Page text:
Friday, January 29, 2010


Today is a big pitch for me. I've never had a child, but labor pains during child birth seem like it would be neck and neck in terms of pleasant experiences compared with pitching. And the bigger the pitch, the more the pain. I have to take something to go to sleep the night before, talk to myself for hours about how great I'll be - they'll love it. they'll love it?

And yet still, there are some of those pitches, like the one I had with Halle Berry where I started sweating profusely, couldn't talk, breathe, and sat there in some sort of post-traumatic-stress reenactment of the time I was in WWII trapped on the beaches of Normandy.

Another lovely incident happened with Jada Pinkett Smith, when I full-on started hyperventilating in a meeting.

The thing is - you take a writer, the one person who has decided for a living to sit in a room by themself and shine a spotlight on them and tell them "dance monkey dance!" They don't always deliver.

I thought it was just me, then noticed that almost all of the seminars I'd go to at the Writers Guild had some Oscar award winning writer giving tips about getting over the jingly jangly's as I call them.

Now, that's not to say I ALWAYS get the jingly jangly's or that they bring me down like the great elephant when I do. (side note: Halle signed on to that project that I was so freaked out about, and I've sold a show to NBC after a mini-meltdown in the meeting with the powers that be, sometimes people just understand).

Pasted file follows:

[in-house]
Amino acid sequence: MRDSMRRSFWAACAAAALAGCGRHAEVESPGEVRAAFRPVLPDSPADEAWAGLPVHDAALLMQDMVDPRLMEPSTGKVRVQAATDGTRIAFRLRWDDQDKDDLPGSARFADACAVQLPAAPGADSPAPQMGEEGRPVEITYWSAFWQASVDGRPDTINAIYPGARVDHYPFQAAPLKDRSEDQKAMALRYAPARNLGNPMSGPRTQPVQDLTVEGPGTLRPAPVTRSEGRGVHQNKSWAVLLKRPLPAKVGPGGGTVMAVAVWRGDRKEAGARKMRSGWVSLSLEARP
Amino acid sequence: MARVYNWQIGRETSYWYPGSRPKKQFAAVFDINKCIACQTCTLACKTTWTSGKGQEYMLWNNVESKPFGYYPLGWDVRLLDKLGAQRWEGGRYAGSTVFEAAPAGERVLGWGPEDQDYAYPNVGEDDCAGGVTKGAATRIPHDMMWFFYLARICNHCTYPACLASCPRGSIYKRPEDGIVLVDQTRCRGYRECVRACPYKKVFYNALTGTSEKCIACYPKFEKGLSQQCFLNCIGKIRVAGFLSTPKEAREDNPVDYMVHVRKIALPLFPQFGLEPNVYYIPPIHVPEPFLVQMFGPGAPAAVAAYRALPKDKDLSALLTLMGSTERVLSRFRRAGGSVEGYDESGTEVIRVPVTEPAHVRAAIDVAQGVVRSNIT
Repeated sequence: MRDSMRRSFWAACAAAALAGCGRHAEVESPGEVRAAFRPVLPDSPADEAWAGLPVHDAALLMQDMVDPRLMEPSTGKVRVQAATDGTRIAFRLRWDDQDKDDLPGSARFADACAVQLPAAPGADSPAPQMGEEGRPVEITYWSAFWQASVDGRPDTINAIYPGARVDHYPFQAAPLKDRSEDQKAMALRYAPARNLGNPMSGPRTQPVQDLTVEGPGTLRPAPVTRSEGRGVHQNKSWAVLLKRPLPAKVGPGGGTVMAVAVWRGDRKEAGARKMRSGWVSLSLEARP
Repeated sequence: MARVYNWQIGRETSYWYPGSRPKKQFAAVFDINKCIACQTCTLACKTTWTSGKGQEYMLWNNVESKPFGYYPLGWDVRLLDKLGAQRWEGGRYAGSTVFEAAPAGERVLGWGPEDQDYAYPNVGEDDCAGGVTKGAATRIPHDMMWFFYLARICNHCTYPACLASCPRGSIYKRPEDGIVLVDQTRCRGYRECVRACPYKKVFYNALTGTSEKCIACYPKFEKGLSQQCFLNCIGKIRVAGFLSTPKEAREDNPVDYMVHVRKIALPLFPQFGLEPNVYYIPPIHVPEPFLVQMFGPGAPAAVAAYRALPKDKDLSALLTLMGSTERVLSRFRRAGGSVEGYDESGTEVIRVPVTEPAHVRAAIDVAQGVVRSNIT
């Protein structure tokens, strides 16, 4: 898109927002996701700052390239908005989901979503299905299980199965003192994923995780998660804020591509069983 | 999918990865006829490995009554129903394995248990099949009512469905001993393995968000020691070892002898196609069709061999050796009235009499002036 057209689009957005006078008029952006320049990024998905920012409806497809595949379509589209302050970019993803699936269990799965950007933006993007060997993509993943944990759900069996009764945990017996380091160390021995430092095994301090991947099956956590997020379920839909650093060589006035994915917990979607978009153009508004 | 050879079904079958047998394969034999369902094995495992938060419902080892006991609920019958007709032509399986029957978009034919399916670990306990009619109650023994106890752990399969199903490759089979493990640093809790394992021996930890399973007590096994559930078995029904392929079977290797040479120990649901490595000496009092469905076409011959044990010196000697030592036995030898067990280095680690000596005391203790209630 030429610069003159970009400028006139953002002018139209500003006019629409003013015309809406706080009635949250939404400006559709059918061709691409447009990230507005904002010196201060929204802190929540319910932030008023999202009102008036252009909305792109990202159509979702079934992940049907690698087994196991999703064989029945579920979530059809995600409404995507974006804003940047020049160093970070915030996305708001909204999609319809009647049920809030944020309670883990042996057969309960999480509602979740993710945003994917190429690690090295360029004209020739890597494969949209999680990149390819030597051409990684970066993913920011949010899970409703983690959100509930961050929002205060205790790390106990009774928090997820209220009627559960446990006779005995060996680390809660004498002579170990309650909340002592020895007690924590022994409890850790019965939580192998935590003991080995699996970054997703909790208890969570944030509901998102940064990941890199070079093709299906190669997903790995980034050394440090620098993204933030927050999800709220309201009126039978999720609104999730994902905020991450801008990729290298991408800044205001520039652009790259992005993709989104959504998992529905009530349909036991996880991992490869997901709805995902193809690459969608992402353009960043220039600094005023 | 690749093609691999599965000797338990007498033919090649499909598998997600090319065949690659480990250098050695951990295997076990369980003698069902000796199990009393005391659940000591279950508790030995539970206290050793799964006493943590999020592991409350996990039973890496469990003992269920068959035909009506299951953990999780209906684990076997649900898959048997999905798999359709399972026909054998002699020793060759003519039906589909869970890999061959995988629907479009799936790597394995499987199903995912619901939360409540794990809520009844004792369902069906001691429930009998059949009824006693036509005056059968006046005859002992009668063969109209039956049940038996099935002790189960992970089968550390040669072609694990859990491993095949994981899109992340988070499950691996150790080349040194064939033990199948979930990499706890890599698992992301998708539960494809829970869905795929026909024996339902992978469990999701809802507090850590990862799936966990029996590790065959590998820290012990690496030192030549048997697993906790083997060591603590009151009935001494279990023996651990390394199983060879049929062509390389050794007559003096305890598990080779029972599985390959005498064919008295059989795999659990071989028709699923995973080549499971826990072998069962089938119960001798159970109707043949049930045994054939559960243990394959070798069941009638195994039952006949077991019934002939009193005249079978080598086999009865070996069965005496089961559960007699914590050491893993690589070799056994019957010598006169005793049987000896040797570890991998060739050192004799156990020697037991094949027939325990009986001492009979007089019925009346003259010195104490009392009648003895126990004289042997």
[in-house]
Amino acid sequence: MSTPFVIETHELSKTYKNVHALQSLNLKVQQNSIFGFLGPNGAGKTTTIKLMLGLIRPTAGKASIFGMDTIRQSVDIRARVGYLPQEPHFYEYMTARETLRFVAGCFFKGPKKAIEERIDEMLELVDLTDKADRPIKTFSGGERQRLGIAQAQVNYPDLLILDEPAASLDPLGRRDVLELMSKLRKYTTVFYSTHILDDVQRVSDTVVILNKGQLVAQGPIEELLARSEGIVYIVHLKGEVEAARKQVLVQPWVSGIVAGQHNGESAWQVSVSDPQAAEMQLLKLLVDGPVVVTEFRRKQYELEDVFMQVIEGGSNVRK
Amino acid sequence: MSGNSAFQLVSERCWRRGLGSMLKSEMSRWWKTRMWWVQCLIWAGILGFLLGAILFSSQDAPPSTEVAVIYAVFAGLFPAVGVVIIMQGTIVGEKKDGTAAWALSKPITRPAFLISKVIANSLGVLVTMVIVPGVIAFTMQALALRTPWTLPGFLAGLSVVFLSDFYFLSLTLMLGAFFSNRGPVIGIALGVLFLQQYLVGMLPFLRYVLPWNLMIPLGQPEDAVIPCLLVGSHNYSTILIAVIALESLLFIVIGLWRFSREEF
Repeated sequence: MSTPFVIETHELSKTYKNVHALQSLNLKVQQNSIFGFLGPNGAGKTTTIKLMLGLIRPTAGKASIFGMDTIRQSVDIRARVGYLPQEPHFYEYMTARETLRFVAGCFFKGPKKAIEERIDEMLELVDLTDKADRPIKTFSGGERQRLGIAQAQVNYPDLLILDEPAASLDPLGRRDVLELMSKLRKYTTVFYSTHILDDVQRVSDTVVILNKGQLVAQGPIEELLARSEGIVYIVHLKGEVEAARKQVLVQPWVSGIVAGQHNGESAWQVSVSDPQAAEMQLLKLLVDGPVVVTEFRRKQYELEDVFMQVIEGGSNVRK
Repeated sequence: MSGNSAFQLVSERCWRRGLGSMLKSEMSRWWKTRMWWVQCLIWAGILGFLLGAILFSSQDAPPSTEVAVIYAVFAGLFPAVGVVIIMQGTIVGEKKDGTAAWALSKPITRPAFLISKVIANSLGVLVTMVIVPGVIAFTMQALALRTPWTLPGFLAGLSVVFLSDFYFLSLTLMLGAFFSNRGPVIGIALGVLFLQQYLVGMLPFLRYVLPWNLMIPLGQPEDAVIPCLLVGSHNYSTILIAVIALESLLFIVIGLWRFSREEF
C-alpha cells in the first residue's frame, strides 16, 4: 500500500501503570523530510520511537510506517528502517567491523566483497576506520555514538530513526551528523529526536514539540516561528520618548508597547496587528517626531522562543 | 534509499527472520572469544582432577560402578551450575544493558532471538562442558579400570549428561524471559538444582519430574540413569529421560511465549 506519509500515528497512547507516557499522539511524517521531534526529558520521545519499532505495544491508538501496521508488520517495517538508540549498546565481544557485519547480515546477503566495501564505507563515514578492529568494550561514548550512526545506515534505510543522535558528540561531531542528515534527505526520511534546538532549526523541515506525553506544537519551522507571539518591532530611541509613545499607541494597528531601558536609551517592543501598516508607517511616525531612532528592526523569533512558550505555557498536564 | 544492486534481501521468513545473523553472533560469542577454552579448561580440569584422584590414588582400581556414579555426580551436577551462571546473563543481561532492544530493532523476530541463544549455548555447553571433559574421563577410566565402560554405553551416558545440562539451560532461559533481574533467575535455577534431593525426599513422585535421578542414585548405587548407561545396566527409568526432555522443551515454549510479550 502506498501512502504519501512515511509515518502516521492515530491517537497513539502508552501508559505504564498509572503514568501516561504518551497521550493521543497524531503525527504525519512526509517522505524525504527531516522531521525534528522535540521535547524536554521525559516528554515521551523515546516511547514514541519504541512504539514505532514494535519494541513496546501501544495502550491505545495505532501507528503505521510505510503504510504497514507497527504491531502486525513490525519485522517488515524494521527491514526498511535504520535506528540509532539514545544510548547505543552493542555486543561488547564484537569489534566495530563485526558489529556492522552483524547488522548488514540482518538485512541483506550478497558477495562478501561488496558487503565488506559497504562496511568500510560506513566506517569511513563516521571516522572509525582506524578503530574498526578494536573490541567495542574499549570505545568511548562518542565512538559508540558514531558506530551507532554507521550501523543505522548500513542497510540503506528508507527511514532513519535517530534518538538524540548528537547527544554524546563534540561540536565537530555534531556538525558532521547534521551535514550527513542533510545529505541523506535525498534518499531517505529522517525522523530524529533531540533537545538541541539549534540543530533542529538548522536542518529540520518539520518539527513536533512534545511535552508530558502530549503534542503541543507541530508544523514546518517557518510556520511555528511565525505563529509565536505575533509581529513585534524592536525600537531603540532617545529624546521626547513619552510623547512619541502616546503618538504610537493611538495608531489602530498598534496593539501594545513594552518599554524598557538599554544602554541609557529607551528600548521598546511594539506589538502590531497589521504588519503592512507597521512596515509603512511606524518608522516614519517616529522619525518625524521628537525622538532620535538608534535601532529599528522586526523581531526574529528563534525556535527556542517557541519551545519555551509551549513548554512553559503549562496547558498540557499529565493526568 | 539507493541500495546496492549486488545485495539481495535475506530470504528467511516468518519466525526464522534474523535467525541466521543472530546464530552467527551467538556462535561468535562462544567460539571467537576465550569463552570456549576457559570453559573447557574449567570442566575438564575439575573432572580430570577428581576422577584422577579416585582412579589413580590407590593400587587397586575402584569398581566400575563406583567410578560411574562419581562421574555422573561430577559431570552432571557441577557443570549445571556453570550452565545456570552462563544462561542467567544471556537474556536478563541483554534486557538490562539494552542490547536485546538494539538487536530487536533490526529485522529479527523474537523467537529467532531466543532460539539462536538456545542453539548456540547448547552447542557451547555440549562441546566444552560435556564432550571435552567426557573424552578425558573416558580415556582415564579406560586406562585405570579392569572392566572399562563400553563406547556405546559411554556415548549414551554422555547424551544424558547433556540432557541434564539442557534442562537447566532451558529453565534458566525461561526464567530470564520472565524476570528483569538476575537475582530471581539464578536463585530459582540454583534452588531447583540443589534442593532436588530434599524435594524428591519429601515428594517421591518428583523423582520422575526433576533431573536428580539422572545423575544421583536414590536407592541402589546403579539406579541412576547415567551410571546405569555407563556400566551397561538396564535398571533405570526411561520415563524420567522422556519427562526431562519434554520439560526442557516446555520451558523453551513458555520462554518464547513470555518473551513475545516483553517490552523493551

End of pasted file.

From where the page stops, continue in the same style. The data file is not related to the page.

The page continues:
But, here are the best things I've learned about beating them so if you have a pitch coming up, or are too nervous to approach someone that you'd like to pitch, here are some tips, if it alleviates even 20% of the anguish, I've done my job.

1. Overprepare. Practice on your friends, business associates and partners, representation as much as possible. That way if the worst part of the pitch is your nerves it'll be okay, at least what you're pitching will be on point.

2. When the assistants come out and ask if you'd like something to drink - say yes! if they have tea - try that, it's very soothing, and it gives you an excuse to blow on it to cool it down, when really you're practicing conscious breathing.

3. Wear a jacket, or a shirt over another shirt, or a blazer. Really, the worst thing is to just wear one shirt that gets soaked through because of your nerves now you are not only a nervous baboon, you are a wet nervous baboon.

4. Bring your pitch with you on notecards or on paper in as organized a manner as possible and read from them if you have to. It's easy to get lost when you're jittery.

5. Remember to keep telling yourself in your head, "there's no reason to be nervous. I can do this." And I stand beside you in wishing you well and believing with you - that you can.


  1. Having been in the room to witness at least one of these moments it would be safe to say that an otherwise poised and talented writer/director turned into a mound of wet clay... It wasn't pretty.

  2. yikes! Glad to see that you made it through the downpour:)

  3. A friend just shared your blog with me, and this post is encouraging! These are "life" suggestions for writers and people. The good stuff usually comes together, after we've come apart.